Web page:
For now, what we know is that he gathered people in the deserted places, that he taught about the impending arrival of the Lord, and that he invited to a ceremonial washing. His message here is very simple: Messiah is coming. Today and next week, John will make sure that you not mistake him for the one who is to come but that you understand that he is but a voice in the wilderness shouting: Messiah is coming! Be ready.
With that, St. John, presides over the baptism of Jesus and then is not heard of again until the story of his death is recalled in Mark 6. That story recalls for us that he was a preacher of righteousness. He had challenged Herod on matters of Hebrew law and he paid the price of having done so. That story is surrounded by tales of mission by the disciples and the recalling of the feeding of the 5000.
In a way, John is like the guy who drags a cross across the upper tiers of the US along Highway 2. Enigmatic. A shape that passes, says little, may be noticed in Minot on a slow news day, but falls over the eastern horizon not to be seen again. Why did he do this? What was the motive? What was the cost? What was the reward? What did it matter? What, in the end, did it accomplish?
If John asks himself that question on his last day in prison as Herodias (Mk 6:22) is dancing for the court, what would he say to himself? Had it been worth it? Had it been a mad tale this life of his? Raw power was about to make things right for itself and the headless body of John the Baptist would be a silent witness in a black dungeon of the evils that power does.
What if among all the waiting for the coming of the Lord, we too perish? Maybe not violently but perish nonetheless, quietly after years of unseen labor in the deserted places, labor that will not be recorded in the books of the great and mighty, labor that may only be recorded in fragile hearts, mortal themselves and not a permanent writing surface by any means?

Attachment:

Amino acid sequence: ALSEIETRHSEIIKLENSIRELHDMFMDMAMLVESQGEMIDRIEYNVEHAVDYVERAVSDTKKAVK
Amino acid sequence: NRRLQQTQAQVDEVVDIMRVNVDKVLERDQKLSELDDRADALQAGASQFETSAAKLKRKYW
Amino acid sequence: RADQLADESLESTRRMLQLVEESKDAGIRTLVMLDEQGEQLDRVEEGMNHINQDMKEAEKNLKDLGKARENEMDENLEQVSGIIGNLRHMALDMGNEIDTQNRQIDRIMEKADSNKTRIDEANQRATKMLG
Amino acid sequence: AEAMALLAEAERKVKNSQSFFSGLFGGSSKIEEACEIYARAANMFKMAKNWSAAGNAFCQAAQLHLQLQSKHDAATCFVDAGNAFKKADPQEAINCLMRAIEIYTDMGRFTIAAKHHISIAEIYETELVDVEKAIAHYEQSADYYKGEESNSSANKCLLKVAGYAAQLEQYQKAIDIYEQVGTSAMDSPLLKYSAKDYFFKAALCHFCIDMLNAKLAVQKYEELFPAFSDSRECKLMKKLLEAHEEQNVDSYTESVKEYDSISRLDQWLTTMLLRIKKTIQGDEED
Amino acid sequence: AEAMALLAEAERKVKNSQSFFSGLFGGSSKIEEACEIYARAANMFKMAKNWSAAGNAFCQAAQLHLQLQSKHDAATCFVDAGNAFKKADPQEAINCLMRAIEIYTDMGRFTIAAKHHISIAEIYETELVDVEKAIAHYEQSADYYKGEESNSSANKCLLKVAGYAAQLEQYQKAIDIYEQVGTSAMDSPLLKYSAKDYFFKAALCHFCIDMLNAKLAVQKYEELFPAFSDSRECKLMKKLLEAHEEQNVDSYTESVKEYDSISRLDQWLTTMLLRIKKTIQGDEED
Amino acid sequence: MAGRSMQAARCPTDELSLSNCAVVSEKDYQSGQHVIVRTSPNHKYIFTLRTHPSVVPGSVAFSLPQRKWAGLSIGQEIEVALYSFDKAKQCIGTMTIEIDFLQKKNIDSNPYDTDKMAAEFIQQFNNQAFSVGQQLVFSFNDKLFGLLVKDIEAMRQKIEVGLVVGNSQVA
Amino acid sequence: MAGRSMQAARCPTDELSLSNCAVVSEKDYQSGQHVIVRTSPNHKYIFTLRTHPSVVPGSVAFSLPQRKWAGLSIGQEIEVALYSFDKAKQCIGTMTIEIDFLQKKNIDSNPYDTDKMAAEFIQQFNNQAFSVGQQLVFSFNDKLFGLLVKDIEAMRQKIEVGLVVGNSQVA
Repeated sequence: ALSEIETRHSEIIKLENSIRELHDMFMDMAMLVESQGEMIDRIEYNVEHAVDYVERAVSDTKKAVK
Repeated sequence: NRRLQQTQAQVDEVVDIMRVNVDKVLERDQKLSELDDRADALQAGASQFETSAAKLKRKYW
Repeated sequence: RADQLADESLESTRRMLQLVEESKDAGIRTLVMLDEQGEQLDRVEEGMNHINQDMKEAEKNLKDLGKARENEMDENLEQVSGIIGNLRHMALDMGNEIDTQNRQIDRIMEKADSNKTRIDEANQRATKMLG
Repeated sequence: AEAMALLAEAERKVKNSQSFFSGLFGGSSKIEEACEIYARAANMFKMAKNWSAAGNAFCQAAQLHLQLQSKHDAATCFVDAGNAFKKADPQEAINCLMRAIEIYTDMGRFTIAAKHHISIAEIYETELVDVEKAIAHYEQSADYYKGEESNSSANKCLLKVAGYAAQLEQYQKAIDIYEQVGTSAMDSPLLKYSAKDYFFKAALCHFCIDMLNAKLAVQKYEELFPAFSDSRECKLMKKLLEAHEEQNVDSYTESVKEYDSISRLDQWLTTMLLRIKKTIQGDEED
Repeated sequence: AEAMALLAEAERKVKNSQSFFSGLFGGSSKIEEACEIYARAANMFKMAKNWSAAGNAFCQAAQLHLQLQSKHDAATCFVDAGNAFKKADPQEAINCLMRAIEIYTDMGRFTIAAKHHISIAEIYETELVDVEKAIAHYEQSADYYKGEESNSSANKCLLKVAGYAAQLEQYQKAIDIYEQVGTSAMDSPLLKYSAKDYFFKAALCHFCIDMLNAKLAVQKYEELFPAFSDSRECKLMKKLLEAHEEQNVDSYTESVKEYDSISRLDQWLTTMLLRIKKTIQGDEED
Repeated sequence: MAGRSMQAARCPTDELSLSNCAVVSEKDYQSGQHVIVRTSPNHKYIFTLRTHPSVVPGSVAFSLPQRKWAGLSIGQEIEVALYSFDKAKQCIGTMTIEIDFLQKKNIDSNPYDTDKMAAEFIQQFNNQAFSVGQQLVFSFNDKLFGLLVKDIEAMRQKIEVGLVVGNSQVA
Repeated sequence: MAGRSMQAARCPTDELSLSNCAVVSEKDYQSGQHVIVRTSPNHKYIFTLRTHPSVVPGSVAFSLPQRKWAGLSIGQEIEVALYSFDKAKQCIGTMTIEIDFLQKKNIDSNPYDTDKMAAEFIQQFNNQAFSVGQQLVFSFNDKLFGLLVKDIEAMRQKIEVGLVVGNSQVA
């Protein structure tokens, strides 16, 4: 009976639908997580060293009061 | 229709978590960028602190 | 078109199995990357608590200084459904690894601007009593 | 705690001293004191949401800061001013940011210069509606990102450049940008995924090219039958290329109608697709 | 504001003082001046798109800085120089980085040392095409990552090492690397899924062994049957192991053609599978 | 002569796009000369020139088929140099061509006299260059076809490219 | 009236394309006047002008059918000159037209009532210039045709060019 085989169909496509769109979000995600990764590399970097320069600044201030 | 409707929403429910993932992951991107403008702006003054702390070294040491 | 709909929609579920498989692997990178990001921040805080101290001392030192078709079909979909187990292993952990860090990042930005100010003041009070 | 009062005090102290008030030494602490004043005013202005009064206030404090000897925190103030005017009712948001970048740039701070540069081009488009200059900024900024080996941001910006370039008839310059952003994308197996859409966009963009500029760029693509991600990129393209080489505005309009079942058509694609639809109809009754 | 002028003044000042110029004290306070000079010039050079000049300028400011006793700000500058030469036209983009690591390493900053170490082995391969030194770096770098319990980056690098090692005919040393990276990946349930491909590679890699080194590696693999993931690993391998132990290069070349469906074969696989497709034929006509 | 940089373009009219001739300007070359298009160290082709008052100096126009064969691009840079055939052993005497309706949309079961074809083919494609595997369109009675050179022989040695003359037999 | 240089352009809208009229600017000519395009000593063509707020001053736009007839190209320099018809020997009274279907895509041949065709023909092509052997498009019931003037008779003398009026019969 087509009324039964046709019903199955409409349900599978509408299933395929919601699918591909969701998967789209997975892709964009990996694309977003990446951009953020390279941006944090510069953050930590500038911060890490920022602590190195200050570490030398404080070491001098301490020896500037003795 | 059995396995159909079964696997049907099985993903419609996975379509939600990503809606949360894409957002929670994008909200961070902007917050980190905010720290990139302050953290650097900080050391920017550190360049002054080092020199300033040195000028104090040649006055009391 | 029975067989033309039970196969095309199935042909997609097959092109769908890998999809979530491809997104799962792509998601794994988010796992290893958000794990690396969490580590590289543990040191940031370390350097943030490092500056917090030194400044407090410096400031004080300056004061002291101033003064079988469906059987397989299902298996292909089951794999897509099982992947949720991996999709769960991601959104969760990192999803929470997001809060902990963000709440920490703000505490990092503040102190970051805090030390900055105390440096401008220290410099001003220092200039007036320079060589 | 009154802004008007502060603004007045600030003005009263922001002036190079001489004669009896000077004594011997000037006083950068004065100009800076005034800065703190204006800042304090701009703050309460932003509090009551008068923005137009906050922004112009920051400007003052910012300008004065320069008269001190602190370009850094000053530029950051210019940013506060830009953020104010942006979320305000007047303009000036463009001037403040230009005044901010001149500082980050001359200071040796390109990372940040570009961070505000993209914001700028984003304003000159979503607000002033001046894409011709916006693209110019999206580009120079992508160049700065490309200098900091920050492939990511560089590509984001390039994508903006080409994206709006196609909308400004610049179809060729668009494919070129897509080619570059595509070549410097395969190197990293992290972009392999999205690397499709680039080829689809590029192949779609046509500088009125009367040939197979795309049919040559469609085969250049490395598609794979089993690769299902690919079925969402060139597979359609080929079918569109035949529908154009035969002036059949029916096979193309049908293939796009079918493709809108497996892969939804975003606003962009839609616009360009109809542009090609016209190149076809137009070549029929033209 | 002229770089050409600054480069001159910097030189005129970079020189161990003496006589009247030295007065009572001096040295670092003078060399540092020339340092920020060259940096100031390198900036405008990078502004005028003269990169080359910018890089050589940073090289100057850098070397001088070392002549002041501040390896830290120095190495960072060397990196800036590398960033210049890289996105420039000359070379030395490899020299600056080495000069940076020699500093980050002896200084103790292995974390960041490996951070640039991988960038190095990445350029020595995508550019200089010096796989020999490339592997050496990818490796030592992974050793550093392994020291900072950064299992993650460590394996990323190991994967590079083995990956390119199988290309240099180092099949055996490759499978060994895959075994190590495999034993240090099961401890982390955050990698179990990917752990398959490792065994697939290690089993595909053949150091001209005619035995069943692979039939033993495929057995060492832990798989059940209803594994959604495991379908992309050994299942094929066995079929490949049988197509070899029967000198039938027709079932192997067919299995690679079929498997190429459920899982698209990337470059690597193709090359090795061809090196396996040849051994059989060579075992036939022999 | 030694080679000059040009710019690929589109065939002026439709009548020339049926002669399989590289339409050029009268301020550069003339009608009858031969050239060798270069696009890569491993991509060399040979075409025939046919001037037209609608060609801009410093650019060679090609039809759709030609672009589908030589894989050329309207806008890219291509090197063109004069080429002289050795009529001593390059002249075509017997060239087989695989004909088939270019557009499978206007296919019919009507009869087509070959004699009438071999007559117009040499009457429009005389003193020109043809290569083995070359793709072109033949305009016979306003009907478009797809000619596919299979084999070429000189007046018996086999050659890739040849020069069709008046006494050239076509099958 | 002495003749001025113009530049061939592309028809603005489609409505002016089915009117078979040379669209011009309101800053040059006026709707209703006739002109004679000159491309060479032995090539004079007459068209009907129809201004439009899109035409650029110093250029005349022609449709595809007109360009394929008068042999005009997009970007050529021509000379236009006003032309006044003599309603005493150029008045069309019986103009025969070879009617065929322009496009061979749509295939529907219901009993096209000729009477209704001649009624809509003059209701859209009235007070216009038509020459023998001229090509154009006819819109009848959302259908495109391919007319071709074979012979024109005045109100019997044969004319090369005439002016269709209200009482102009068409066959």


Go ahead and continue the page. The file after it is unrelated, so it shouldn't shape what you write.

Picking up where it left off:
Last week’s texts asked us to consider a cataclysmic event. An external thing is going to happen as the Lord comes to gather his own and bring in the redemption of all that is and has been.
This week might call us to internal spaces. What is a life of waiting entail for us? How do we live within ourselves? I noted St. John’s attitude as shown in his attire and diet. We could ask ourselves if we do indeed trust in the richness of God’s providence. That is a hard pill to swallow sometimes, but so are locusts. What I want and what God’s supplies might differ, but his people are not abandoned even now as they wait. It might be grasshoppers and honey and camel hide but that is enough. When waiting for one greater than us to come, humility is a needed trait. When doing what the Spirit compels us to do, humility is even more important. When the Spirit moves it is best for us to accept that we might just sink over the horizon into obscurity so that we might decrease and the Lord might increase. (John 3:30) Yes, that is another locust to swallow. Recognition is ever so rewarding and ever so damaging to spirit and mission.
I saw him between Berwick and Denbigh on a hot July afternoon. I knew he would be in Rugby by evening. I met him at the city’s edge at about 8pm. He was a man of few words. He was a kind and peaceful. He would have stayed in the city park if I had not met him. I put him up at the motel. He preferred to be by himself that way. I fed him breakfast next morning at the diner across the highway. We hardly spoke. It seemed that it was the way that he preferred it. To this day I do not know why it was important to pull a 8 foot cross across America. I am not sure he fully knew either. It was complicated. He slipped out of town going east over the horizon toward Lakota, Devil’s Lake and the Red River.
“Why do you put up traveling vagrants!? We have better things to do with the ministerium funds.” “You can have the treasurer job back any time you like.” “I did my time. No thanks! Don’t be taken in by these frauds any more. I am tired of these people.” “It was complicated.” The oak of Marme and the wisdom of serpents in the innocence of doves were debated in combative tones.
Yes, he may have been nuts. But something inside led him into the wilds beyond the eastern horizon. So it may well have been with John. Whatever it was, he was content, at peace, and of kind heart. So may we all.